- At the time Manafort was assisting Trump and co. delegitimize the FBI and Mueller’s investigation, he was under criminal investigation, “a fact then known to the White House.”
Flynn’s Kremlin plan. Two associates of Michael Flynn told Mother Jones that Flynn has said he spoke with Russian ambassador Kislyak before the 2016 election about “how Trump could work productively with Russia if he won the presidency.” One of these people said Flynn discussed a “grand bargain” with Kislyak, wherein Moscow would assist in resolving the Syrian conflict and Trump would “end or ease up on sanctions” against Russia.
- Mother Jones: Had Flynn privately met or communicated with Kislyak during the summer or fall, it would mean Trump’s chief national security aide was secretly interacting with the representative of a foreign power as that government was mounting information and cyber warfare against the United States. Such an interaction could signal to the Vladimir Putin regime that Trump didn’t mind the Kremlin’s interference in the election and would be willing to work with Moscow despite its efforts to subvert the US election. And if Flynn held such conversations with the Russian ambassador, this could have bolstered the Kremlin’s preference for Trump over Hillary Clinton and provided Moscow with further incentive for intervening in the 2016 campaign to assist Trump.
- Note that Jeff Sessions, then a Republican senator and strong Trump-supporter, met with Kislyak twice in 2016. Once in September in his Senate office.
Lyin’ memo. On Tuesday, Michael Flynn filed a memo with the court asking for no jail time and at most one year probation with 200 hours of community service. This is congruous with Mueller’s sentencing recommendation of little to no jail time for his “substantial assistance” in their investigation. However, Flynn’s filing implied the FBI conducted itself improperly and hadn’t warned Flynn that lying the FBI was a crime before interviewing him about his contacts with Russian Ambassador Sergey Kislyak. On Friday, Mueller’s team hit back, saying Flynn’s lies were premeditated and, as his extensive government service would indicate, “he should know not to lie to federal agents.”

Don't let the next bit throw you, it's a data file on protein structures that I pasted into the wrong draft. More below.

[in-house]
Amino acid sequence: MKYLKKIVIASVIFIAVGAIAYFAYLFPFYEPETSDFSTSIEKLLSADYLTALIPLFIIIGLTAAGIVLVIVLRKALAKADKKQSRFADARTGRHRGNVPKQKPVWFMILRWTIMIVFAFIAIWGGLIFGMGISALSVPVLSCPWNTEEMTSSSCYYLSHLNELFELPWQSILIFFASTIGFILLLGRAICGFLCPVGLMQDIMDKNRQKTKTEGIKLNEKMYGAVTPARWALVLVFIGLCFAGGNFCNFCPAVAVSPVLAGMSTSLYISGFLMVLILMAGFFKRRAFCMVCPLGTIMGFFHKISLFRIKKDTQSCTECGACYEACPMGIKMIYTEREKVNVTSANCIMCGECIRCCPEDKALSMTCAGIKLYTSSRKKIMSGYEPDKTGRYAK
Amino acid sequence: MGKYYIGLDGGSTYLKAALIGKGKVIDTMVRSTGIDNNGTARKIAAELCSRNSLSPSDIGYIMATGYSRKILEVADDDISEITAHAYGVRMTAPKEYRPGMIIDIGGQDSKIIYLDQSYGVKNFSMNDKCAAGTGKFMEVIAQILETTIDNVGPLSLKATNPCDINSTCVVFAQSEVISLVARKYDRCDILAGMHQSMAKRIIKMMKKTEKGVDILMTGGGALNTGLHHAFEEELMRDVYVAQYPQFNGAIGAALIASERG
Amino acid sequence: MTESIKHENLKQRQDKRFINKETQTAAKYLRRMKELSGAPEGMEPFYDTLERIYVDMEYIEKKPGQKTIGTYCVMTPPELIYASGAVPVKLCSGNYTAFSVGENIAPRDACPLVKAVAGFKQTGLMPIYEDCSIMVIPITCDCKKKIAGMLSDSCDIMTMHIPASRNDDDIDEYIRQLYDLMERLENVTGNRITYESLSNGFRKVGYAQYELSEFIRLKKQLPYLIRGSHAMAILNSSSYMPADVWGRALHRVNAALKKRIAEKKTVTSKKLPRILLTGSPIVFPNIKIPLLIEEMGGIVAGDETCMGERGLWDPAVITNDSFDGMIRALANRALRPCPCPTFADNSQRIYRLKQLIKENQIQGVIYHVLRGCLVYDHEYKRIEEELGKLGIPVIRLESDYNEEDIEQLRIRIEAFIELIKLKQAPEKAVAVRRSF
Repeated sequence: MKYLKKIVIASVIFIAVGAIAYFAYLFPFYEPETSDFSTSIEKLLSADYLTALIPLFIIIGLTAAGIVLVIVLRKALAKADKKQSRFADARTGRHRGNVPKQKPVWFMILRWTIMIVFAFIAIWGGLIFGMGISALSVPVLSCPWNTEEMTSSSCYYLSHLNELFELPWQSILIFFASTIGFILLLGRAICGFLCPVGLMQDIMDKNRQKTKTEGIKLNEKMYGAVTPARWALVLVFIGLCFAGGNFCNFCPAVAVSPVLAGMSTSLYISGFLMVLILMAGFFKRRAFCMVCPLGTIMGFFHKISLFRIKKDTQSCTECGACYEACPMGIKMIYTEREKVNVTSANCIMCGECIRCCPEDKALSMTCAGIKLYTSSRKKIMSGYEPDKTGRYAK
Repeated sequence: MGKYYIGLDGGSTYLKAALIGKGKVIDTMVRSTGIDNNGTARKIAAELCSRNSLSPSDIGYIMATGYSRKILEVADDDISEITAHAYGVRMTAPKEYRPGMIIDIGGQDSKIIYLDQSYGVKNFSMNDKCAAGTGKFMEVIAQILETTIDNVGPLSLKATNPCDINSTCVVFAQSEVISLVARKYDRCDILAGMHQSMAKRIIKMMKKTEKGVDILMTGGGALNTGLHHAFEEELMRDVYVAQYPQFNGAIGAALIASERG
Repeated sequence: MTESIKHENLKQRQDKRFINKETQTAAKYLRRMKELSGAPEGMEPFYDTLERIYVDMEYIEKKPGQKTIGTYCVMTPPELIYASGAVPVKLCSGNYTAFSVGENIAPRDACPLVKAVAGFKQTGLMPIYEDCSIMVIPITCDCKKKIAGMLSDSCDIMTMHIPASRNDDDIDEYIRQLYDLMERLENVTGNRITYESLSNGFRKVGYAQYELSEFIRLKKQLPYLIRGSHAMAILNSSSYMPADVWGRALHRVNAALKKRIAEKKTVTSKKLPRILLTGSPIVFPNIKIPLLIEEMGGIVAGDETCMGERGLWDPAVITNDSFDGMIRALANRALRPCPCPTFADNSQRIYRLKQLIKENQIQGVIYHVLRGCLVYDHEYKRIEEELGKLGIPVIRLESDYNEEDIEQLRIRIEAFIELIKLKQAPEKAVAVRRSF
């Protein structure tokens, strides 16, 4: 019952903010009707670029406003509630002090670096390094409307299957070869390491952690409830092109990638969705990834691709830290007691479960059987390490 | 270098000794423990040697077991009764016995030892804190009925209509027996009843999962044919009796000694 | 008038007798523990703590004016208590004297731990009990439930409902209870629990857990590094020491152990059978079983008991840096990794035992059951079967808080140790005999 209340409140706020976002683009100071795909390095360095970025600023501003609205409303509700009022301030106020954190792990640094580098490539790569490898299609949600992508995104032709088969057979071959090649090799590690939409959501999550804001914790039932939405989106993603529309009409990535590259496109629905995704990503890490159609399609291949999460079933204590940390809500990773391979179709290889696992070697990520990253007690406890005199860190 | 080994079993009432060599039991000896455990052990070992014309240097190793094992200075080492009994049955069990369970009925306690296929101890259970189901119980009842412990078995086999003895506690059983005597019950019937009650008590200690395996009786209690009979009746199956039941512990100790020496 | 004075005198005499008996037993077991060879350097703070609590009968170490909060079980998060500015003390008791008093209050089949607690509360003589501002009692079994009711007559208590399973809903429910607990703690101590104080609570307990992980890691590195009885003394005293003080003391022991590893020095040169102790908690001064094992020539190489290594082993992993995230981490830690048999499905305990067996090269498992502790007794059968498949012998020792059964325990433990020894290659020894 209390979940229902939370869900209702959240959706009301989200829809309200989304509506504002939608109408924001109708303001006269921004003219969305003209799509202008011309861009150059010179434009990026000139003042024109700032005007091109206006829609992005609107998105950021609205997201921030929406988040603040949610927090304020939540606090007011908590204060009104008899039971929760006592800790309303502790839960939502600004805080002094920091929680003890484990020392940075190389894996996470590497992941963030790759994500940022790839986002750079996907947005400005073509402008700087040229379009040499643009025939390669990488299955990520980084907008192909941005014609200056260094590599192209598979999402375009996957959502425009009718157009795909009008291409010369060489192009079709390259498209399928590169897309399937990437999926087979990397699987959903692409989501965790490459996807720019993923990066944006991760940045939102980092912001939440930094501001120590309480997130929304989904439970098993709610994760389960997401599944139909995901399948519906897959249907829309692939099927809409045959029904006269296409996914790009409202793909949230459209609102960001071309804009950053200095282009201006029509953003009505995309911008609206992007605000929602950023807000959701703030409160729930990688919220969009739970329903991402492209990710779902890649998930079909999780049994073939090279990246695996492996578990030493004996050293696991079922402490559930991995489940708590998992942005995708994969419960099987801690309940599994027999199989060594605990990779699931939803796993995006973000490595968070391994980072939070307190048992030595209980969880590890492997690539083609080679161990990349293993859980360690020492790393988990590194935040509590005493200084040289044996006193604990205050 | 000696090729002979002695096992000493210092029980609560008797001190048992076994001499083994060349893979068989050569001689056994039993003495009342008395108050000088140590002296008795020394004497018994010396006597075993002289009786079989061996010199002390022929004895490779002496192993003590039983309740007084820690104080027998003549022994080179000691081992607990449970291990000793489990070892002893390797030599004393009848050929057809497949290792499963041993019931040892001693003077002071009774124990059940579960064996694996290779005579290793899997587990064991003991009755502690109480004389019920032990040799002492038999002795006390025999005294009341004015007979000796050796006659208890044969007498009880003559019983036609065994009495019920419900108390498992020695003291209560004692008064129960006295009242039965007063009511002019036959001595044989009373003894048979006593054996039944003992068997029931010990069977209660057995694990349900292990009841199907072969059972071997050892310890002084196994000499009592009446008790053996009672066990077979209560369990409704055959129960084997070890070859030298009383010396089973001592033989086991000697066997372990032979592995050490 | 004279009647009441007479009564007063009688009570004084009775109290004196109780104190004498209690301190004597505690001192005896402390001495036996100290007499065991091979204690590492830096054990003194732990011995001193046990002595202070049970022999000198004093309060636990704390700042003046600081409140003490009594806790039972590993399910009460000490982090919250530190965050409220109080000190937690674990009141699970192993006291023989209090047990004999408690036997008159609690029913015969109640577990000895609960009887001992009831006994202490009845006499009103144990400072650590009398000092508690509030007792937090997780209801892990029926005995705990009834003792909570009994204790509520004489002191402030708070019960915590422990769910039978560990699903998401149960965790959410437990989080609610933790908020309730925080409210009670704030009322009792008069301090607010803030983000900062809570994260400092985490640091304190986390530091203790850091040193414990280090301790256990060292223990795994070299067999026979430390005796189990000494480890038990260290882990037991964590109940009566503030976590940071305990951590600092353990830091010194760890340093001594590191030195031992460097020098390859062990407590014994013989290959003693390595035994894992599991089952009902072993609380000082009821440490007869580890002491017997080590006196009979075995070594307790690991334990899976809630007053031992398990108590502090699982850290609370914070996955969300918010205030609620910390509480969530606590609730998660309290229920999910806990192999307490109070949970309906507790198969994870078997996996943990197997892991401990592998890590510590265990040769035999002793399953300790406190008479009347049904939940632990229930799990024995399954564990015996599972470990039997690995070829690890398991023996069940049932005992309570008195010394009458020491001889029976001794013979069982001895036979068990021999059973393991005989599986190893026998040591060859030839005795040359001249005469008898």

- Flynn’s lawyers further wrote that his lying to the FBI was just an “uncharacteristic error in judgment.” Yet prosecutors said they had given him numerous opportunities in the interview to tell the truth, even repeating portions of Flynn’s account to jog his memory. “But the defendant never corrected his false statements.”
- In contrast to the claims in the memo, when Flynn originally entered a guilty plea to charges of lying to the FBI, he said, “I recognize that the actions I acknowledged in court today were wrong.”
- Additionally, prosecutors state Flynn made false statements about his lobbying work on behalf of Turkey – during an interview where he was given an explicit warning about lying to federal investigators.
- Flynn’s memo states he provided over 62 hours of interviews, provided thousands of documents, and facilitated the “production of electronic devices.”
New phase. Sources have told the Daily Beast that Mueller’s team is set to reveal a different side of his investigation: one focused on Middle Eastern countries’ attempts to influence American politics. Mueller has been questioning witnesses about the following countries: UAE, Saudi Arabia, and Israel. The topics included their use of social media to help install Trump in the White House and using Trump to overthrow the regime in Iran.
- We already have a hint of what Mueller has been looking into. For instance, George Nader acted as an intermediary between the Trump team and representatives from Gulf state governments, and at least one Israeli (Joel Zamel of Psy Group). Nader has been cooperating with Mueller since March.
Mueller sued. Jerome Corsi filed a lawsuit against Mueller, the FBI, and the DOJ accusing Mueller of blackmailing him to testify that he served as an intermediary between Julian Assange and Roger Stone. He also accuses the FBI, CIA, and NSA, of illegally surveilling Corsi “at the direction of Mueller and his partisan Democrat, leftist, and ethically and legally conflicted prosecutorial staff.”